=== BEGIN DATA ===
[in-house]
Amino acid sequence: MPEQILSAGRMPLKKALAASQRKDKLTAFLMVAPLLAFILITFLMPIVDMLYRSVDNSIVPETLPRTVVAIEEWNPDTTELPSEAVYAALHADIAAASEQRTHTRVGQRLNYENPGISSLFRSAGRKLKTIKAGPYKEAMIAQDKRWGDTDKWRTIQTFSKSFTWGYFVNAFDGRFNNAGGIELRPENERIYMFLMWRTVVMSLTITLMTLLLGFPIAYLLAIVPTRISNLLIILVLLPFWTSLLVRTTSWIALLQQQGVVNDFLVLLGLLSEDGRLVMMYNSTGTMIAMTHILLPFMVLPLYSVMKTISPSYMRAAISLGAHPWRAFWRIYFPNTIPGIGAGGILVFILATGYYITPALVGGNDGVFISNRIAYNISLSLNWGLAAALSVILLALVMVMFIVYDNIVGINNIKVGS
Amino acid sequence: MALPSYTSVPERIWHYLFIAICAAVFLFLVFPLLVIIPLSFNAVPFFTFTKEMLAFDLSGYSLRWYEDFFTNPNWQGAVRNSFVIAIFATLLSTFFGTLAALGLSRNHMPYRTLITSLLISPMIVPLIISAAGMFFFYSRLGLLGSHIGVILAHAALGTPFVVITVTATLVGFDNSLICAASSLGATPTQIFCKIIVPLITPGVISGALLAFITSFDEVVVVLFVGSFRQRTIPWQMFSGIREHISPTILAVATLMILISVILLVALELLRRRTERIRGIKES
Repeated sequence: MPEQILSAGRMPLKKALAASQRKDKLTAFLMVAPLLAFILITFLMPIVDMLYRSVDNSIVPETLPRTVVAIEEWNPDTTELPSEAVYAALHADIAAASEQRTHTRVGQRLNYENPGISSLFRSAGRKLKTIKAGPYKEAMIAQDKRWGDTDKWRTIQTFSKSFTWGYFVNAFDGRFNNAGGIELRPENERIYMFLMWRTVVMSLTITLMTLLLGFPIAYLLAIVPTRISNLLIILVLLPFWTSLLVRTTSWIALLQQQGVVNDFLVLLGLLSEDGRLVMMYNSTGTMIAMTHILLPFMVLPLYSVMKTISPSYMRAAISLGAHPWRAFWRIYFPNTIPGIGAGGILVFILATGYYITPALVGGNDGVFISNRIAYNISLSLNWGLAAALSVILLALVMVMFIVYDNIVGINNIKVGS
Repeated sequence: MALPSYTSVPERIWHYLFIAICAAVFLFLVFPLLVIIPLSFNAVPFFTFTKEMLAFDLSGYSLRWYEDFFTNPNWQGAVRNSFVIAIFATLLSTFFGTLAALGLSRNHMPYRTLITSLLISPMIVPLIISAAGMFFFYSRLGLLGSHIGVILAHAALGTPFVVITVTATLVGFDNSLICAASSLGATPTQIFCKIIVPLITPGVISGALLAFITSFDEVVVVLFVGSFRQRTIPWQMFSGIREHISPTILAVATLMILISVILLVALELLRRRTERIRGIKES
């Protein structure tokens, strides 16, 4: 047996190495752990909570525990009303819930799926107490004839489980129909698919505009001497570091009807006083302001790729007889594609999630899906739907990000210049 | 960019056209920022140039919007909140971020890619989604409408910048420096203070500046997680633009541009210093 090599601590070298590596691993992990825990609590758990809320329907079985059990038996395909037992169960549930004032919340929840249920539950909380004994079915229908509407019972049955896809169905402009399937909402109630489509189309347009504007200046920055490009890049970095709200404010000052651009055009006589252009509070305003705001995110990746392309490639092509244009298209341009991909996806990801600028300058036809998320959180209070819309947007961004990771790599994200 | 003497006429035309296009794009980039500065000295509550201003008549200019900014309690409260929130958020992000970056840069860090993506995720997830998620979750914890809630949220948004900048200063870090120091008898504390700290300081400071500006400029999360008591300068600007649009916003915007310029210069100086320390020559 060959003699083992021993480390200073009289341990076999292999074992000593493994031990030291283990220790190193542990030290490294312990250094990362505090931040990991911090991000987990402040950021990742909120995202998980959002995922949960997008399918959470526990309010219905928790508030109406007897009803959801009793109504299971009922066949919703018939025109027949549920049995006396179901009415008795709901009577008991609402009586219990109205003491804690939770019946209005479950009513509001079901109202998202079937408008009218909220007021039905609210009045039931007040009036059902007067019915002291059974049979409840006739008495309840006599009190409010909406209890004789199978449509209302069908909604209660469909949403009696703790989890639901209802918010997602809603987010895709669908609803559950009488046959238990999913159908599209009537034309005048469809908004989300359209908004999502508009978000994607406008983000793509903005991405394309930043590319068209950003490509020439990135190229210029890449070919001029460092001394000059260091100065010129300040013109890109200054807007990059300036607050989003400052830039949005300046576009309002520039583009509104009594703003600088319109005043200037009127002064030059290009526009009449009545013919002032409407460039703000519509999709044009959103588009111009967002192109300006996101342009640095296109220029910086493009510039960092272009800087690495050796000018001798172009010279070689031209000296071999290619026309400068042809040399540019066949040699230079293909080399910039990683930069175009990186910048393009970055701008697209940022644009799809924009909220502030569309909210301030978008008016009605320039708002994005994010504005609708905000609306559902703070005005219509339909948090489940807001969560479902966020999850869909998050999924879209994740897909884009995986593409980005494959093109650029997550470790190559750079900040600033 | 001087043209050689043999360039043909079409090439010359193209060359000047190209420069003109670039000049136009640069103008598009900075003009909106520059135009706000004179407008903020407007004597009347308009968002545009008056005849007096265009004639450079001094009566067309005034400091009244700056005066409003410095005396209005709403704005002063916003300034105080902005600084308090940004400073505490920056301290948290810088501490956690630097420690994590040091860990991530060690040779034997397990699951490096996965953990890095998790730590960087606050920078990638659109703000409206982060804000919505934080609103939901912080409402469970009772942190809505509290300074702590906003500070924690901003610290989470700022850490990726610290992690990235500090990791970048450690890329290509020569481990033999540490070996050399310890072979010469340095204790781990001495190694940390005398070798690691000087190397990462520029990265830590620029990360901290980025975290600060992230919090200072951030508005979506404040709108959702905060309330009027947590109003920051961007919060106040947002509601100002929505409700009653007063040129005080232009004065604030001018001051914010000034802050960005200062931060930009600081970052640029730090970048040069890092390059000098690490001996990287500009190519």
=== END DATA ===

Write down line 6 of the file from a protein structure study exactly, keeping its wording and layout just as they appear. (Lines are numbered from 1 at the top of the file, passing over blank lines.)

């Protein structure tokens, strides 16, 4: 047996190495752990909570525990009303819930799926107490004839489980129909698919505009001497570091009807006083302001790729007889594609999630899906739907990000210049 | 960019056209920022140039919007909140971020890619989604409408910048420096203070500046997680633009541009210093 090599601590070298590596691993992990825990609590758990809320329907079985059990038996395909037992169960549930004032919340929840249920539950909380004994079915229908509407019972049955896809169905402009399937909402109630489509189309347009504007200046920055490009890049970095709200404010000052651009055009006589252009509070305003705001995110990746392309490639092509244009298209341009991909996806990801600028300058036809998320959180209070819309947007961004990771790599994200 | 003497006429035309296009794009980039500065000295509550201003008549200019900014309690409260929130958020992000970056840069860090993506995720997830998620979750914890809630949220948004900048200063870090120091008898504390700290300081400071500006400029999360008591300068600007649009916003915007310029210069100086320390020559 060959003699083992021993480390200073009289341990076999292999074992000593493994031990030291283990220790190193542990030290490294312990250094990362505090931040990991911090991000987990402040950021990742909120995202998980959002995922949960997008399918959470526990309010219905928790508030109406007897009803959801009793109504299971009922066949919703018939025109027949549920049995006396179901009415008795709901009577008991609402009586219990109205003491804690939770019946209005479950009513509001079901109202998202079937408008009218909220007021039905609210009045039931007040009036059902007067019915002291059974049979409840006739008495309840006599009190409010909406209890004789199978449509209302069908909604209660469909949403009696703790989890639901209802918010997602809603987010895709669908609803559950009488046959238990999913159908599209009537034309005048469809908004989300359209908004999502508009978000994607406008983000793509903005991405394309930043590319068209950003490509020439990135190229210029890449070919001029460092001394000059260091100065010129300040013109890109200054807007990059300036607050989003400052830039949005300046576009309002520039583009509104009594703003600088319109005043200037009127002064030059290009526009009449009545013919002032409407460039703000519509999709044009959103588009111009967002192109300006996101342009640095296109220029910086493009510039960092272009800087690495050796000018001798172009010279070689031209000296071999290619026309400068042809040399540019066949040699230079293909080399910039990683930069175009990186910048393009970055701008697209940022644009799809924009909220502030569309909210301030978008008016009605320039708002994005994010504005609708905000609306559902703070005005219509339909948090489940807001969560479902966020999850869909998050999924879209994740897909884009995986593409980005494959093109650029997550470790190559750079900040600033 | 001087043209050689043999360039043909079409090439010359193209060359000047190209420069003109670039000049136009640069103008598009900075003009909106520059135009706000004179407008903020407007004597009347308009968002545009008056005849007096265009004639450079001094009566067309005034400091009244700056005066409003410095005396209005709403704005002063916003300034105080902005600084308090940004400073505490920056301290948290810088501490956690630097420690994590040091860990991530060690040779034997397990699951490096996965953990890095998790730590960087606050920078990638659109703000409206982060804000919505934080609103939901912080409402469970009772942190809505509290300074702590906003500070924690901003610290989470700022850490990726610290992690990235500090990791970048450690890329290509020569481990033999540490070996050399310890072979010469340095204790781990001495190694940390005398070798690691000087190397990462520029990265830590620029990360901290980025975290600060992230919090200072951030508005979506404040709108959702905060309330009027947590109003920051961007919060106040947002509601100002929505409700009653007063040129005080232009004065604030001018001051914010000034802050960005200062931060930009600081970052640029730090970048040069890092390059000098690490001996990287500009190519």